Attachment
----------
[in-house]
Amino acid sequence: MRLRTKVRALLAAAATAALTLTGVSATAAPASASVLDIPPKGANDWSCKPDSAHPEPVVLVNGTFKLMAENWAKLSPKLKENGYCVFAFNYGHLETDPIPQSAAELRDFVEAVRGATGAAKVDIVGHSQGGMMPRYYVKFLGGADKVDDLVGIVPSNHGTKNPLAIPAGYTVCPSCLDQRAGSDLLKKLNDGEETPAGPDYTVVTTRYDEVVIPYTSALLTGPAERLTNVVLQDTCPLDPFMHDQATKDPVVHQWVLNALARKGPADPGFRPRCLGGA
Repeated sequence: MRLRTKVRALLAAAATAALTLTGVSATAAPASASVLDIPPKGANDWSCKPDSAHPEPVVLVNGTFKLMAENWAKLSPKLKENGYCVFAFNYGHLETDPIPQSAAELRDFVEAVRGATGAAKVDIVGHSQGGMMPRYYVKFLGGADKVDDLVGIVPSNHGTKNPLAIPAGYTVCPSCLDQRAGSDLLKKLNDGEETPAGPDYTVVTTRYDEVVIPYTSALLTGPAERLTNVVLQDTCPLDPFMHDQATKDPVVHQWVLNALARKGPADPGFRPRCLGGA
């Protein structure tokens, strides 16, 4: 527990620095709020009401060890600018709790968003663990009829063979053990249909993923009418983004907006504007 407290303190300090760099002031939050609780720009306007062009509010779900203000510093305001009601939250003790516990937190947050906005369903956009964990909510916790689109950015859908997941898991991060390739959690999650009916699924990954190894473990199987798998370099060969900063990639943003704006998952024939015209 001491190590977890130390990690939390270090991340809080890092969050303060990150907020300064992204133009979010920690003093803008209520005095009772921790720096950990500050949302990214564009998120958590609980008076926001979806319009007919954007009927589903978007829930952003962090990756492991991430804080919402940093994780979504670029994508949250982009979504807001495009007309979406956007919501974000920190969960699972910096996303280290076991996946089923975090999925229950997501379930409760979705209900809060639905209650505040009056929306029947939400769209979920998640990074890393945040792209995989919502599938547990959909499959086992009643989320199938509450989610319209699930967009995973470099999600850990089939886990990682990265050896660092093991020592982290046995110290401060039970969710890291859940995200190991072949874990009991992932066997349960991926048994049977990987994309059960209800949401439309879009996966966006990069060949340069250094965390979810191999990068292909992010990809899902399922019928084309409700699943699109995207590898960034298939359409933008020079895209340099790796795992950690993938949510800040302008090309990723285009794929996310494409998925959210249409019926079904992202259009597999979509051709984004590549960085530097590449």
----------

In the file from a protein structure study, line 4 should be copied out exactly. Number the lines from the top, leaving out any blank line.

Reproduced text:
């Protein structure tokens, strides 16, 4: 527990620095709020009401060890600018709790968003663990009829063979053990249909993923009418983004907006504007 407290303190300090760099002031939050609780720009306007062009509010779900203000510093305001009601939250003790516990937190947050906005369903956009964990909510916790689109950015859908997941898991991060390739959690999650009916699924990954190894473990199987798998370099060969900063990639943003704006998952024939015209 001491190590977890130390990690939390270090991340809080890092969050303060990150907020300064992204133009979010920690003093803008209520005095009772921790720096950990500050949302990214564009998120958590609980008076926001979806319009007919954007009927589903978007829930952003962090990756492991991430804080919402940093994780979504670029994508949250982009979504807001495009007309979406956007919501974000920190969960699972910096996303280290076991996946089923975090999925229950997501379930409760979705209900809060639905209650505040009056929306029947939400769209979920998640990074890393945040792209995989919502599938547990959909499959086992009643989320199938509450989610319209699930967009995973470099999600850990089939886990990682990265050896660092093991020592982290046995110290401060039970969710890291859940995200190991072949874990009991992932066997349960991926048994049977990987994309059960209800949401439309879009996966966006990069060949340069250094965390979810191999990068292909992010990809899902399922019928084309409700699943699109995207590898960034298939359409933008020079895209340099790796795992950690993938949510800040302008090309990723285009794929996310494409998925959210249409019926079904992202259009597999979509051709984004590549960085530097590449």